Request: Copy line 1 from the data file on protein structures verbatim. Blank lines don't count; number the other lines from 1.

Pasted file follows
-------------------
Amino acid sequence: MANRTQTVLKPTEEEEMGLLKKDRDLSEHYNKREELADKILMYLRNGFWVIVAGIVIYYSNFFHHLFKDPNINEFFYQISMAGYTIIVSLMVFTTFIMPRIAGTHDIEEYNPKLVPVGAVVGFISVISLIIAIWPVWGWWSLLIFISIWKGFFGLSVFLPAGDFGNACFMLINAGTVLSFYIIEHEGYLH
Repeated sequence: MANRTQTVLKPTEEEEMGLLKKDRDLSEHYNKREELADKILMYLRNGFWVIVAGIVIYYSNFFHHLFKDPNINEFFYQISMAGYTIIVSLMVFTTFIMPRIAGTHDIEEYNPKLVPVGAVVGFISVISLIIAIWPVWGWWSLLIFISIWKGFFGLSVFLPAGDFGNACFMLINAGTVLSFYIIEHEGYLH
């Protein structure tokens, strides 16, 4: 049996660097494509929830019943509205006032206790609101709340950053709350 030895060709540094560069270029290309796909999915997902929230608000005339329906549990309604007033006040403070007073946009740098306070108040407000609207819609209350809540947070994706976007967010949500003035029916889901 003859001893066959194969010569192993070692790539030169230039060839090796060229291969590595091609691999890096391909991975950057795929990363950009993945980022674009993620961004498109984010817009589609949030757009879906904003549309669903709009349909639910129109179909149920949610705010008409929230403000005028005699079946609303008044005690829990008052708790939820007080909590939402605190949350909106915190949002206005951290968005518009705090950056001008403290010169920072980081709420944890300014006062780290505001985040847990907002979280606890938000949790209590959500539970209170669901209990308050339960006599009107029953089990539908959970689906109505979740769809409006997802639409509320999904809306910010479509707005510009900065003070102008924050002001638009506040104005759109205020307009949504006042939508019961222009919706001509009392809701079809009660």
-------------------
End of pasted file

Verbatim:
Amino acid sequence: MANRTQTVLKPTEEEEMGLLKKDRDLSEHYNKREELADKILMYLRNGFWVIVAGIVIYYSNFFHHLFKDPNINEFFYQISMAGYTIIVSLMVFTTFIMPRIAGTHDIEEYNPKLVPVGAVVGFISVISLIIAIWPVWGWWSLLIFISIWKGFFGLSVFLPAGDFGNACFMLINAGTVLSFYIIEHEGYLH